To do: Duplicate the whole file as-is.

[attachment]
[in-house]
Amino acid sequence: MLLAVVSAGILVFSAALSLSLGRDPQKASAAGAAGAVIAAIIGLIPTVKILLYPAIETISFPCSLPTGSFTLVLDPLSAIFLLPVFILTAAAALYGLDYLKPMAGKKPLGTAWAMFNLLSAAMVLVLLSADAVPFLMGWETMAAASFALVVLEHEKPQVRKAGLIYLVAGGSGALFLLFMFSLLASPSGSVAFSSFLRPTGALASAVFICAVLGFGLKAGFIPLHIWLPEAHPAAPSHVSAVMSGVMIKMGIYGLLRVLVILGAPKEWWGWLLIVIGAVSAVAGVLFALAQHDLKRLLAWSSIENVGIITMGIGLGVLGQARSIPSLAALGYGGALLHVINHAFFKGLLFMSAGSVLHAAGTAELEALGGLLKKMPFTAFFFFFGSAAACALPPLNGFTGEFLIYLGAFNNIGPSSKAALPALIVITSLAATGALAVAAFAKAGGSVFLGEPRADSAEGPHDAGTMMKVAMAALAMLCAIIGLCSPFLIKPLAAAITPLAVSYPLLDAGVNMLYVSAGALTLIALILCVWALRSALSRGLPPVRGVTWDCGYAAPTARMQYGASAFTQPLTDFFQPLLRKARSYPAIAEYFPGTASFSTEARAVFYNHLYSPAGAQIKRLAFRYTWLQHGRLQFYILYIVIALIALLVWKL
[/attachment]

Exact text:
[in-house]
Amino acid sequence: MLLAVVSAGILVFSAALSLSLGRDPQKASAAGAAGAVIAAIIGLIPTVKILLYPAIETISFPCSLPTGSFTLVLDPLSAIFLLPVFILTAAAALYGLDYLKPMAGKKPLGTAWAMFNLLSAAMVLVLLSADAVPFLMGWETMAAASFALVVLEHEKPQVRKAGLIYLVAGGSGALFLLFMFSLLASPSGSVAFSSFLRPTGALASAVFICAVLGFGLKAGFIPLHIWLPEAHPAAPSHVSAVMSGVMIKMGIYGLLRVLVILGAPKEWWGWLLIVIGAVSAVAGVLFALAQHDLKRLLAWSSIENVGIITMGIGLGVLGQARSIPSLAALGYGGALLHVINHAFFKGLLFMSAGSVLHAAGTAELEALGGLLKKMPFTAFFFFFGSAAACALPPLNGFTGEFLIYLGAFNNIGPSSKAALPALIVITSLAATGALAVAAFAKAGGSVFLGEPRADSAEGPHDAGTMMKVAMAALAMLCAIIGLCSPFLIKPLAAAITPLAVSYPLLDAGVNMLYVSAGALTLIALILCVWALRSALSRGLPPVRGVTWDCGYAAPTARMQYGASAFTQPLTDFFQPLLRKARSYPAIAEYFPGTASFSTEARAVFYNHLYSPAGAQIKRLAFRYTWLQHGRLQFYILYIVIALIALLVWKL